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Mini but very merry: Holiday villages a flexible tradition

AP – Whether in cardboard, wood or porcelain, little villages – with houses, shops, miniature figures and snowy fir trees – have long been part of many families’ holiday decorating tradition.

They’re also popular now as part of an ongoing love of the cozy and the do-it-yourself.

“Nostalgia is at the forefront of holiday decor this year,” said a trend expert at the crafts site Dayna Isom Johnson. “So it’s no surprise that tiny holiday villages are trending.

“From classic scenery with snowy layers to modern ceramics with clean lines, families are putting their creative spin on this decades-old tradition,” she said.

Little 19th Century-style villages came to America with European immigrants and were further popularised by the father of five-and-dime stores, FW Woolworth, who sold tiny German-made cardboard houses.

In the 1970s and ‘80s came ceramic houses; the company Department 56 began making their popular ones in 1976 and still do today. These sturdier buildings were easy to store seasonally.

Robin Zachary, who works as a prop stylist on commercial photo shoots, has amassed a collection of vintage cardboard houses, matchbox cars, bottlebrush trees and little people that she likes to set up for the holidays in her New York City home.

ABOVE & BELOW: Photos show Crate & Barrel’s collection of white ceramic buildings. PHOTOS: CRATE & BARREL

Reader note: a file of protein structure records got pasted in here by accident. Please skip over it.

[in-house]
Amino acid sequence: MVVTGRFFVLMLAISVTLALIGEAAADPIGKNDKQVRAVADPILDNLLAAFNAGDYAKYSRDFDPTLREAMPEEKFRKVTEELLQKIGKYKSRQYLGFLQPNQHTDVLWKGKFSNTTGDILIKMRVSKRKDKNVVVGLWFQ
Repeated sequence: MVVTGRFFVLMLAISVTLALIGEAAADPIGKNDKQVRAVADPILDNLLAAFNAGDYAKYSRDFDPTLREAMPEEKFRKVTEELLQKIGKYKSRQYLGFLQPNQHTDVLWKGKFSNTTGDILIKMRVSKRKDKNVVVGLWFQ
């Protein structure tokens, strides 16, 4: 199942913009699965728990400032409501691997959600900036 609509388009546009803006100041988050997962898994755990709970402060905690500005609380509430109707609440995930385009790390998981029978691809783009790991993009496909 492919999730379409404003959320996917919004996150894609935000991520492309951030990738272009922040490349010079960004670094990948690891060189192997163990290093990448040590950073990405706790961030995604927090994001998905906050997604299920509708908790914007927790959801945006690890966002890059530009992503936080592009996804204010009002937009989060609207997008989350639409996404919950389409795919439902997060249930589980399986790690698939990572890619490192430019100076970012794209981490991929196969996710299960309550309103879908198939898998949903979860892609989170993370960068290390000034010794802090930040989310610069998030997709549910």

She advises checking out model train shops for accessories: “The scale is perfect for a holiday village vignette.”

She also suggested using fake snow to dress your display, “with a dash of silver or gold glitter mixed in, and snips of fresh evergreens placed in tiny containers”.

And if you’ve got limited space for a holiday display?

“I’d create a village as a centrepiece on a dining table or console,” Zachary said.

“A large platter can serve as the base, lined with fake snow and fresh evergreen branches that encircle your village. That’s easily moved if you need to use the space temporarily.”

Home Depot’s Director of Trend and Design Sarah Fishburne said fireplace mantels and side tables also make great display spots for mini holiday villages.

If you’re making a holiday village yourself, Fishburne said, get everybody in the family involved, whether decorating a miniature tree, assembling a little structure or adding other personal elements.

You’ll find sets of unfinished wood and cardboard miniature houses online; you add the paint, washi tape or other decorative trim.

Some will fit nicely over a battery-operated tealight to glow in the evenings.

DIY blogger in Los Angeles Kelly Mandell transformed birdhouses into a modern holiday village using pastel-hued craft paint and loads of glitter. Drifts of fluffy snow and colourful bottlebrush trees added to the playful vibe.

Another creative option: a village of snow globe houses. Buy readymade ones, or make your own using clean jars, distilled water, a droplet of glycerin to suspend your tinsel glitter, and then whatever elements you’d like to attach to the jar lid.

You might even weave village elements into the branches of a wreath, Fishburne suggests.